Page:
Friday, November 18, 2005

The Sort of Christmas Music That Invites Debate
(click here for introduction, and here for a word on copyright)

Santa Claus Go Straight To The Ghetto
James Brown

People of good will (and good taste) cannot disagree that James Brown's 1968 album A Soulful Christmas is one of the best Christmas albums of all time. Nor can they disagree that "Santa Claus Go Straight To The Ghetto" is a great Christmas song.

Not to be dogmatic or anything. It's just a fact. And if you don't think it's a great Christmas song, I will fight you. That's no lie. [/gratuitous Anchorman reference]

To be sure, it's one of the best "socially conscious" Christmas songs, the top of a short list that probably includes John & Yoko's "Happy Christmas" and not much else worth mentioning. And for a "socially conscious" song, it's not even controversial (like "Happy Christmas" is); James Brown simply begs Santa Claus not to forget the kids in the ghetto, because he remembers being a kid and wondering if Santa Claus would come. No one disputes that poverty is a bad thing. That's not the "debate" that I was referring to in the title.

No -- here's the problem. Even though it is a great Christmas song, it is not a great James Brown song, and that uncovers one of the fundamental problems of Christmas music.

At his best -- especially in this era -- James Brown could rock so hard that paper ignited, women spontaneously combusted and the only hope of stopping the inferno was the three or four quarts of sweat pouring off his body. He never rocked a Christmas song that hard. But when James Brown's a little "off," he's still a damn sight better than some other pros ever get. "Santa Claus Go Straight to the Ghetto" is a good example. Despite being released and re-released as a single, it was never a "hit" -- the only James Brown Christmas song to break the Top 40 was "Santa Claus Is Here To Stay," which is slow, forgettable and common, a big lump of oatmeal in the form of a song. (Even so, it is better than the oatmeal made by most other artists, which proves the point again.) "Santa Claus Go Straight to the Ghetto" definitely isn't in the top fifty best James Brown songs, not in my opinion or anyone else's.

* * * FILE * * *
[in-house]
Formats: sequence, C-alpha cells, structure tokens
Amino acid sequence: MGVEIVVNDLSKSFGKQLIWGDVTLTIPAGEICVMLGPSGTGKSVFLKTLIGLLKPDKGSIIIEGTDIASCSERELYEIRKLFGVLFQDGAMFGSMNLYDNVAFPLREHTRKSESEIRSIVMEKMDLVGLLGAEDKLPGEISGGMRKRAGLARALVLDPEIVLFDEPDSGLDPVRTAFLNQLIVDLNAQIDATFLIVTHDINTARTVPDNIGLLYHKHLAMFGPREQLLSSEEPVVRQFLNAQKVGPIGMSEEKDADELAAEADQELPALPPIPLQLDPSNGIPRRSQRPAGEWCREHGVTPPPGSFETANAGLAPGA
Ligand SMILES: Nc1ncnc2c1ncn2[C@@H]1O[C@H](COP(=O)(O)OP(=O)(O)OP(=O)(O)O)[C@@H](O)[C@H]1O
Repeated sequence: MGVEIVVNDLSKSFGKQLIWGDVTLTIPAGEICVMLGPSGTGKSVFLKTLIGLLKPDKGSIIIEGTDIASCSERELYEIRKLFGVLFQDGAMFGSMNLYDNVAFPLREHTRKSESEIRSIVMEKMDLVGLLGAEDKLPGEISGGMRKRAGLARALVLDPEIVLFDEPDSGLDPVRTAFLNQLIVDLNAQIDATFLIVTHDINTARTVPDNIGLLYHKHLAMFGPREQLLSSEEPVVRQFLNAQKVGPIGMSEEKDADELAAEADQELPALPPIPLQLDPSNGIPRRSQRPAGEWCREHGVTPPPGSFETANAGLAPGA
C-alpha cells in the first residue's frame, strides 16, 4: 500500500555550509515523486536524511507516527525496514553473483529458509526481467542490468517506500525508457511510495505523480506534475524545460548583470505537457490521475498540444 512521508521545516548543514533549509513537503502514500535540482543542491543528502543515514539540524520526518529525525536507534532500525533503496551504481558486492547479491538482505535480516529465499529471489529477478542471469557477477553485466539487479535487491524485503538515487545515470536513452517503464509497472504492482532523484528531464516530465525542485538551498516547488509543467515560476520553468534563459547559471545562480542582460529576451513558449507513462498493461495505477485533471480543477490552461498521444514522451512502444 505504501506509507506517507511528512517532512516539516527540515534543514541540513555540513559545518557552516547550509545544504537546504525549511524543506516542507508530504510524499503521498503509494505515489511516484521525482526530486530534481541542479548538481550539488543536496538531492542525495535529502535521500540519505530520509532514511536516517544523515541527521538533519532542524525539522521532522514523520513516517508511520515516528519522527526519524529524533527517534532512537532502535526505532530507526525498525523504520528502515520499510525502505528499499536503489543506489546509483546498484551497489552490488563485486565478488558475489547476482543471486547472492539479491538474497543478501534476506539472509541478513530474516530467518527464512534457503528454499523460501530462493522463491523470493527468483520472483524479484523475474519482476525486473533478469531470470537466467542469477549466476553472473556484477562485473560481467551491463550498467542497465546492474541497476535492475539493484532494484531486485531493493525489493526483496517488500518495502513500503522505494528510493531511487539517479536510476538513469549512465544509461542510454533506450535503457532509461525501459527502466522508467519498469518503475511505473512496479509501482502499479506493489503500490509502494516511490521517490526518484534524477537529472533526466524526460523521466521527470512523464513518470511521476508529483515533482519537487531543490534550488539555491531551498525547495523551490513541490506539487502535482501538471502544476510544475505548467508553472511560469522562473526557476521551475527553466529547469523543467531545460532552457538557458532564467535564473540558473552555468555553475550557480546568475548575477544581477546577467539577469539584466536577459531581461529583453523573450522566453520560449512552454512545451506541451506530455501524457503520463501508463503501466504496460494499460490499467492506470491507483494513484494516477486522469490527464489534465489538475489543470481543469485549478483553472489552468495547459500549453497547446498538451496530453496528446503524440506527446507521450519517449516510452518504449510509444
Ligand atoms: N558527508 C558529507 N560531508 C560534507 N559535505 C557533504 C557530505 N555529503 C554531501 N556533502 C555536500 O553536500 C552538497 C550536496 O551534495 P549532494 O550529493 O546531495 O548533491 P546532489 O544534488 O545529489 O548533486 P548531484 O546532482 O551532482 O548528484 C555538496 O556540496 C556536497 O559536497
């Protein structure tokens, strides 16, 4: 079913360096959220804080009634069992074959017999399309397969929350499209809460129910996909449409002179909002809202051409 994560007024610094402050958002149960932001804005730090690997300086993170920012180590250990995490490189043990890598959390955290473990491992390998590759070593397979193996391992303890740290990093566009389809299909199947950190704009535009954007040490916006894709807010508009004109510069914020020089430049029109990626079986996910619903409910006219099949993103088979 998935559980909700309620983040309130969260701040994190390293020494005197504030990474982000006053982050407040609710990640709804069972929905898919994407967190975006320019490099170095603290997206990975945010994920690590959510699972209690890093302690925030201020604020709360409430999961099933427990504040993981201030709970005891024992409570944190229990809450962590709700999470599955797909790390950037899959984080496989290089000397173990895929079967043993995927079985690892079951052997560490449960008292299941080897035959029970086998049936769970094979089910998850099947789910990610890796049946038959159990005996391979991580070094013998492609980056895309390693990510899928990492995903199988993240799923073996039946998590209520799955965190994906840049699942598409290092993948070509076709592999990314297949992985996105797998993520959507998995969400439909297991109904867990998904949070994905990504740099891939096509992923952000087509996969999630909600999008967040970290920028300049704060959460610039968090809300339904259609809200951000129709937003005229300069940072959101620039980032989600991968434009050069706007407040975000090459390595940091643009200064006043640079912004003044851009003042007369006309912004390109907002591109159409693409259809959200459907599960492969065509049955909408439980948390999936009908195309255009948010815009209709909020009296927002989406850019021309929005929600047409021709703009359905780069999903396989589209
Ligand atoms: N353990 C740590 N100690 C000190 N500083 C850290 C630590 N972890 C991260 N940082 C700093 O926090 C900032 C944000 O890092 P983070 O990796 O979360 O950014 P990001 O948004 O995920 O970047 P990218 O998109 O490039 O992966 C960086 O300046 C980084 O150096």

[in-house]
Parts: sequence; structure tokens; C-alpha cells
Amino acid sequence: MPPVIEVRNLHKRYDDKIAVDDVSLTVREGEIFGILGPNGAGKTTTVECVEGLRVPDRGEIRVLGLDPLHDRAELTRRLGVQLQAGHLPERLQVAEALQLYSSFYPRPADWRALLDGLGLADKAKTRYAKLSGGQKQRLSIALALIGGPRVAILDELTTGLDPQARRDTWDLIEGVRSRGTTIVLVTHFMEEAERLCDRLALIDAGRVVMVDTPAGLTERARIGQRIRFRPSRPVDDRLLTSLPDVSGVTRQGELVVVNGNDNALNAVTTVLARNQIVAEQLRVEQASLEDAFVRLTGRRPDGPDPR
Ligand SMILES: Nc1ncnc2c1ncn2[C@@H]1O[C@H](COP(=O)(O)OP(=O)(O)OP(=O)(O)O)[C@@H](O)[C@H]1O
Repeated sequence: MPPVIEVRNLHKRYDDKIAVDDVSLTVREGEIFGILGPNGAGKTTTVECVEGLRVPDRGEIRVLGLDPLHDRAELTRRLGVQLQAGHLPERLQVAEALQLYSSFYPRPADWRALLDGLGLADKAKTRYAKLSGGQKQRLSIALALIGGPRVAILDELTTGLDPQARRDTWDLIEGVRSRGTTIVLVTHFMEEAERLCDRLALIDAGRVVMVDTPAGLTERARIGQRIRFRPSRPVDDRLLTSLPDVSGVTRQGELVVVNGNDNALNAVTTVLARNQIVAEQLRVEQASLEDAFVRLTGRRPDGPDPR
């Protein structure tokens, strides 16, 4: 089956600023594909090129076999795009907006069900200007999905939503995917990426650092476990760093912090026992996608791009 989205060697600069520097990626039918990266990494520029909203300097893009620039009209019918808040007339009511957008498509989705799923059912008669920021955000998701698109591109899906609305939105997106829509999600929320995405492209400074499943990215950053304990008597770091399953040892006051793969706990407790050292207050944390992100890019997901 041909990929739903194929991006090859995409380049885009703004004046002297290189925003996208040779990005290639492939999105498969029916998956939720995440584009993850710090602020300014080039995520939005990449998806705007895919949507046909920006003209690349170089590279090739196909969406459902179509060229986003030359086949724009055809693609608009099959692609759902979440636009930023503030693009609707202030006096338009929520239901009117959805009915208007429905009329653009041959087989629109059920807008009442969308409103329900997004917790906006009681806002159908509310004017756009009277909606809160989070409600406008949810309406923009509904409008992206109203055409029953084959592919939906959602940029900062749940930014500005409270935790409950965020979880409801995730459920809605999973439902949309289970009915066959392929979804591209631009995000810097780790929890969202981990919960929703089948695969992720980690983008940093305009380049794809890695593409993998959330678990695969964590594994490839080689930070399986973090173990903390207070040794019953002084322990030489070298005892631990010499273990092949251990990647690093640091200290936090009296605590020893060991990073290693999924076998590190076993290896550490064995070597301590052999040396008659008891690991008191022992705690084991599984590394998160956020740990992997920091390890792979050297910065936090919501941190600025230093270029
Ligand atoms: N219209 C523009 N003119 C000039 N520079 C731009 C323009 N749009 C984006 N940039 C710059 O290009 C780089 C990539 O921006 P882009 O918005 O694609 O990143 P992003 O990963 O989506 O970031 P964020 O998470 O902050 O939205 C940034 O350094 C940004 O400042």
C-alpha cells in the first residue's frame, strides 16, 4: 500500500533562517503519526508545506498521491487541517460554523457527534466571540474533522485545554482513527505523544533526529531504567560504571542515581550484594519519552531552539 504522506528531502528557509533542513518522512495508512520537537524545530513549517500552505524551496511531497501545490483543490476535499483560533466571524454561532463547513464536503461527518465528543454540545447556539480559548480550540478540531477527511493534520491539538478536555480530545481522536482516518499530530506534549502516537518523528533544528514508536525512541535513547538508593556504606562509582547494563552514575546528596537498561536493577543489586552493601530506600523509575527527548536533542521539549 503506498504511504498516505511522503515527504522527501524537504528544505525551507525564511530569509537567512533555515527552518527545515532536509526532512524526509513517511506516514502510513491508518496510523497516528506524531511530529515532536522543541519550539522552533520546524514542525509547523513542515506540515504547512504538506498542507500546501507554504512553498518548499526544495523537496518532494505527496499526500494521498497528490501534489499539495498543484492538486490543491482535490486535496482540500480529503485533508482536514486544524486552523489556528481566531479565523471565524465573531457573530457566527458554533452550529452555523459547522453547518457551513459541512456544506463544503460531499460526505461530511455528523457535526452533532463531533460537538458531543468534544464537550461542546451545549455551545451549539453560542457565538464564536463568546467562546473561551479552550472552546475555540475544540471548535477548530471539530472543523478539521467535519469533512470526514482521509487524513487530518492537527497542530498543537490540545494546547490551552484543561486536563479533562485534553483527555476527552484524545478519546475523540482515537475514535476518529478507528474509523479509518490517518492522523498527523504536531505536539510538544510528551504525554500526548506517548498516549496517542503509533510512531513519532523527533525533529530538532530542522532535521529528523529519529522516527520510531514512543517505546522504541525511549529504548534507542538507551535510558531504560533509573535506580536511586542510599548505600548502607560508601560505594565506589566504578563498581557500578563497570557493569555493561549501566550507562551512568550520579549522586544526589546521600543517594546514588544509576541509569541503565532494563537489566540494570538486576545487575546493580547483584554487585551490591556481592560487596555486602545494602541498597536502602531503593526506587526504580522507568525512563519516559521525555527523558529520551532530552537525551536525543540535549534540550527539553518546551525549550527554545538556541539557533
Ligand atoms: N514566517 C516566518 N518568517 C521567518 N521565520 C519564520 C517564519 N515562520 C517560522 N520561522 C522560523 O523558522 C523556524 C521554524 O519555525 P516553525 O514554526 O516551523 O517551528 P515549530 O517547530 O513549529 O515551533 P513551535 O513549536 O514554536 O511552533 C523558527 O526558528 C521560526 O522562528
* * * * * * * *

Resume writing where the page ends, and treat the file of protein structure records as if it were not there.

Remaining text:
But by Christmas music standards, it's fantastic.

So what do we make of that? Do we lower our standards for Christmastime? And is it proper to alter those standards based on the artist? Is it fair to criticize James Brown because his voluminous Christmas output was not among his best work (yet not among his worst)?

All I know is this: when I hear "Santa Claus Go Straight To The Ghetto," I want to punch Mannheim Steamroller in the face. And that can't be all bad.

 9:50 AM

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